Well, those days are long gone, and the new GET SMART avoids the problem that plagued THE NUDE BOMB, the 1980 feature film that barely bothered to remove the mothballs before throwing the franchise up on the big screen. Realizing that the cultural context has changed and that riffing on old spy movie cliches is not enough to fill out a movie, GET SMART performs a clever piece of cinematic jujitsu, turning weakness into strength: instead of being an outdated relic; it is about an outdated relic.
At the beginning, Control is presented as something of an outdated dinosaur. The familiar icons (the car, the shoe phone, the suit) are on display in a museum, and the agency seems barely relevant to the current geo-political situation – until the plot contrives to give them a mission where they can once again excel and save the world.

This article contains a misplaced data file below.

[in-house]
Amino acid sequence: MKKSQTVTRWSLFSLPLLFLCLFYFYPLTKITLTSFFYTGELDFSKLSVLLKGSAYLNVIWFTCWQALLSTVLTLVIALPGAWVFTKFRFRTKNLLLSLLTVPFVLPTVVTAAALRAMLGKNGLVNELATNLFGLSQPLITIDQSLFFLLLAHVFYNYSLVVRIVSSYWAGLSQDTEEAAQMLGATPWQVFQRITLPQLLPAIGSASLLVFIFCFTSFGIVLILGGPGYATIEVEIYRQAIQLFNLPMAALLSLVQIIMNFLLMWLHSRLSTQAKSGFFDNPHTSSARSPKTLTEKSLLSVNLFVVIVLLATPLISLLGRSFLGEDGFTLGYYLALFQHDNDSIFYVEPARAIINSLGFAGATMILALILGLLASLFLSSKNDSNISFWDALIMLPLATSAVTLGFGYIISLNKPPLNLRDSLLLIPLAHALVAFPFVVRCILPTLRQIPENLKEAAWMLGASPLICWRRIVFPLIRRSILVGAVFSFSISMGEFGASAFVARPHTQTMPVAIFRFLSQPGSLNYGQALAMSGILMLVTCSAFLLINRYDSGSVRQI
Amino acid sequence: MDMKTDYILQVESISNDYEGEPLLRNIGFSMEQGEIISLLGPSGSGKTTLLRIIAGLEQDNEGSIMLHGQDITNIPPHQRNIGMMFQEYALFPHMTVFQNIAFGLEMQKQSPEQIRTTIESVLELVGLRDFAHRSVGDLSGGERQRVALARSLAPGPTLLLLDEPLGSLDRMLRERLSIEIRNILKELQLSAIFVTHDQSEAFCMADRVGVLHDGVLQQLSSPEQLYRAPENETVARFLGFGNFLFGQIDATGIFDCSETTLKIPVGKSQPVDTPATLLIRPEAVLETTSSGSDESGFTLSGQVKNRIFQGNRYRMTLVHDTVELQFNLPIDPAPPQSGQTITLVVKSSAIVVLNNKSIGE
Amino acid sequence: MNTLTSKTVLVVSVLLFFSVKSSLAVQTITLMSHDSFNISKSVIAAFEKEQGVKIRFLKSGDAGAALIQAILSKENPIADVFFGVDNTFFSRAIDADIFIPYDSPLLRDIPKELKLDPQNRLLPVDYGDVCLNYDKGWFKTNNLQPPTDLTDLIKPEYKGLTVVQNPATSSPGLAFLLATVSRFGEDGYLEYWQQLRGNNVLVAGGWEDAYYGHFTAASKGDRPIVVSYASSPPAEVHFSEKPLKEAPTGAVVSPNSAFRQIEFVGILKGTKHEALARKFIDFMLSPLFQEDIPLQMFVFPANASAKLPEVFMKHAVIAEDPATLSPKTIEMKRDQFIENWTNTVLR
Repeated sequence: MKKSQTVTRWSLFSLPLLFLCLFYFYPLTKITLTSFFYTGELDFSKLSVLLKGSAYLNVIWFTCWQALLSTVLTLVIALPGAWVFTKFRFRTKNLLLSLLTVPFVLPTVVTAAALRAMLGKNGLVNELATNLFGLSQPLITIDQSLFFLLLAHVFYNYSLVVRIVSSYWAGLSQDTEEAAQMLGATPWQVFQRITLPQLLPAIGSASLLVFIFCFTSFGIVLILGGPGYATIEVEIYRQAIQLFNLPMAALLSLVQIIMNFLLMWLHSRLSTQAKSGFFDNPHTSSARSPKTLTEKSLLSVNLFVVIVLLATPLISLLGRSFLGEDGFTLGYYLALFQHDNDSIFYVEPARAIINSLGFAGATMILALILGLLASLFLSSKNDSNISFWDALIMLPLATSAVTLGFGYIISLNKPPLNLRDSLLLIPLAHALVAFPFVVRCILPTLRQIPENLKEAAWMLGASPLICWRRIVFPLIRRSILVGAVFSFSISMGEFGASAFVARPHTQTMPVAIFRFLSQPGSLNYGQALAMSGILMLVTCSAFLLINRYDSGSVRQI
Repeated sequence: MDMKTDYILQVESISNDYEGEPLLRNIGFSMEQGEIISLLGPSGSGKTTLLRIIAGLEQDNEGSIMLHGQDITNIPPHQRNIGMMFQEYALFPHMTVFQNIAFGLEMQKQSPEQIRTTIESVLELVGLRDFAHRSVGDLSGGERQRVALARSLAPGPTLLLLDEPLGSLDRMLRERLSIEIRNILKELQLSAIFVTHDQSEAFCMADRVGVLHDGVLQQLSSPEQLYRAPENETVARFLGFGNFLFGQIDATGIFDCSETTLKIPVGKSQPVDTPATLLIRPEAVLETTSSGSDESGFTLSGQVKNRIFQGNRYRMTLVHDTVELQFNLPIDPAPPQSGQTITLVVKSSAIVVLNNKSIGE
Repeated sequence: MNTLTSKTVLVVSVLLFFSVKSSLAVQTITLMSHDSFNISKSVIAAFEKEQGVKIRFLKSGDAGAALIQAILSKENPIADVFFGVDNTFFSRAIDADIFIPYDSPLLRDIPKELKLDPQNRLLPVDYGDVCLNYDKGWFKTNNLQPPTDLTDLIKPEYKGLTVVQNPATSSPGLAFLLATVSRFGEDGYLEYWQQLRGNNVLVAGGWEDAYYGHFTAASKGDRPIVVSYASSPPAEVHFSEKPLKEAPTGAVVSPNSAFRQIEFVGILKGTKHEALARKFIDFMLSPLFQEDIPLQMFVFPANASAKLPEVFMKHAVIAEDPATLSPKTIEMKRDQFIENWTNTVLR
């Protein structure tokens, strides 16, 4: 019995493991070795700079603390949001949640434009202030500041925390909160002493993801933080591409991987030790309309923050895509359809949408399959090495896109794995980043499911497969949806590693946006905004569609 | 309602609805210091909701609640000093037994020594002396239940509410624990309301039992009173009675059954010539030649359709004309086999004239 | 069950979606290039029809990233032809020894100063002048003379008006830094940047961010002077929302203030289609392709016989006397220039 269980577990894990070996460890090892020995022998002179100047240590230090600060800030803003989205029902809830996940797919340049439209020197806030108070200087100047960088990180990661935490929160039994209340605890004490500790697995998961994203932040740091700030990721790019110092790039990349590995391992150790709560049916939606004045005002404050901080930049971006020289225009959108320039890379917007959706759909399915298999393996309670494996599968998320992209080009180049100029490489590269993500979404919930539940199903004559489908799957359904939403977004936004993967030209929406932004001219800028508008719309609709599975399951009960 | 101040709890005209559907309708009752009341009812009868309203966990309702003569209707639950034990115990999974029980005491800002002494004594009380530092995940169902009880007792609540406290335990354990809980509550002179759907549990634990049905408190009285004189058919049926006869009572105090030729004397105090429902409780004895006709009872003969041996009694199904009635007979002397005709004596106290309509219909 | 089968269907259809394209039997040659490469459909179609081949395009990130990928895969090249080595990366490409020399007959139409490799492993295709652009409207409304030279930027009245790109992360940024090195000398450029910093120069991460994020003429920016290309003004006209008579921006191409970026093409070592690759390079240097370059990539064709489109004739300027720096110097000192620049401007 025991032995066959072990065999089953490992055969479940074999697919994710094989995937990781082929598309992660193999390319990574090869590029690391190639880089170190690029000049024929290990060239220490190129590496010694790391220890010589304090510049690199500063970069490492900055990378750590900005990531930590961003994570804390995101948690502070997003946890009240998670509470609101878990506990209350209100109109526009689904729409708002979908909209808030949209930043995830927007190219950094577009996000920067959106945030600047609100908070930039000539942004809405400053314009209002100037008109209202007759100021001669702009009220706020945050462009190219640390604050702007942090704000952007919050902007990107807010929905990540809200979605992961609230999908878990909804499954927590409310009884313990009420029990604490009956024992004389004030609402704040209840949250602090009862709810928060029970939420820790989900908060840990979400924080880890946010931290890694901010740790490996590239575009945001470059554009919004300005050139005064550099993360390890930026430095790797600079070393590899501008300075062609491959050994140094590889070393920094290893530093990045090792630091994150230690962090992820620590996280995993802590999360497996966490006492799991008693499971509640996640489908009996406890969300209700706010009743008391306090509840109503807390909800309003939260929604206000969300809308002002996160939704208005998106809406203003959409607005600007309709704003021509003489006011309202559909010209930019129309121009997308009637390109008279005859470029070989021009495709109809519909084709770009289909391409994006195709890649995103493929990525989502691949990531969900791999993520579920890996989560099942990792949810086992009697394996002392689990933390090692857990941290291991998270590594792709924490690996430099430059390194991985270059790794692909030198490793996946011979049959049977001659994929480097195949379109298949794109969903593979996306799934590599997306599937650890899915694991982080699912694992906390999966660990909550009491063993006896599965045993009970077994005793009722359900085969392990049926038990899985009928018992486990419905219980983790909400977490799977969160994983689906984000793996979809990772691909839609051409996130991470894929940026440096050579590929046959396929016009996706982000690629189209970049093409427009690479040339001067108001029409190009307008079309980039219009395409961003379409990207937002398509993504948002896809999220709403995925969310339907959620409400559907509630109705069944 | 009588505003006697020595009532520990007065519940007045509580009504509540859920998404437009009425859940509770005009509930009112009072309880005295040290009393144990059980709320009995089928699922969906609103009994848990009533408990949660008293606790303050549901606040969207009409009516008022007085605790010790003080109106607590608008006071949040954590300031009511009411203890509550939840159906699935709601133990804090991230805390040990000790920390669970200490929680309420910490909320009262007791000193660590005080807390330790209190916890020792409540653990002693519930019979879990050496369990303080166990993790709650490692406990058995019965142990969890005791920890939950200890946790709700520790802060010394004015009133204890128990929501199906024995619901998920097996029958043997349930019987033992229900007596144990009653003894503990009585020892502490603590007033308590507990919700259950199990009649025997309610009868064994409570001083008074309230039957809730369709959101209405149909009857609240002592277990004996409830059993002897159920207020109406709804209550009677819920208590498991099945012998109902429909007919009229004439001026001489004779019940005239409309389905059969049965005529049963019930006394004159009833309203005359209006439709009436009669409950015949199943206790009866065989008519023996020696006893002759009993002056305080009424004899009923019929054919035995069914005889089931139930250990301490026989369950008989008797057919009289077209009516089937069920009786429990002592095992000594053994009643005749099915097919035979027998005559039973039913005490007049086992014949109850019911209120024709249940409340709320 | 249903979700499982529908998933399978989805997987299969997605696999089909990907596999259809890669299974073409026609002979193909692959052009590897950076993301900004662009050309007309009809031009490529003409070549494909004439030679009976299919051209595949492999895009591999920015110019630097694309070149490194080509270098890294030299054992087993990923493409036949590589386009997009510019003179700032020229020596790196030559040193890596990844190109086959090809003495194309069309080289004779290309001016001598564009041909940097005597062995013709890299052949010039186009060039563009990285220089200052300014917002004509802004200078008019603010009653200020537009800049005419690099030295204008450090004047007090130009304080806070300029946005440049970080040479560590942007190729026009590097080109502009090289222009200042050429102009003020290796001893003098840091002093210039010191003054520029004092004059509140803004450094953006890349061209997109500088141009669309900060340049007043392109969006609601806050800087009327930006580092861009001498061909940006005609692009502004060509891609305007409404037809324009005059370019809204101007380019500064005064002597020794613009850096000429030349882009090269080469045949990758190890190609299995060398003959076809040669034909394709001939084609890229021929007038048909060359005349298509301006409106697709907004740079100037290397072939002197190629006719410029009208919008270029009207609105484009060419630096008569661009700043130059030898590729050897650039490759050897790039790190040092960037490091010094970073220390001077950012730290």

Leading this revival is Maxwell Smart (Steve Carrell), who has been reinvented for the 21st century. No longer the American equivalent of Inspector Clouseau (i.e., a bumbler who luckily gets results), the new Agent 86 is an expert analyst whose interminably detailed reports of intercepted communications run to hundreds of pages that no one wants to read – even though they do contain vital information that others overlook. The film provides a clever visual contrast between Max and a more traditional image of a supercool superspy, in the form of Agent 23 (Dwayne Johnson), who has all the charisma, smooth moves, and experience that Agent 86 lacks.
Max wants to get out of the office and into the field, shoulder to shoulder with Agent 23, but the Chief (Alan Arkin) cannot afford to lose his best analyst; only when Control’s other agents have been compromised does Max get his chance. The ensuing hilarity derives not from incompetence on Max’s part but inexperience, making it easy to laugh without wincing. It also creates an interesting dynamic with the more seasoned Agent 99 (Anne Hathaway), who looks down on – instead of up to – her new male partner.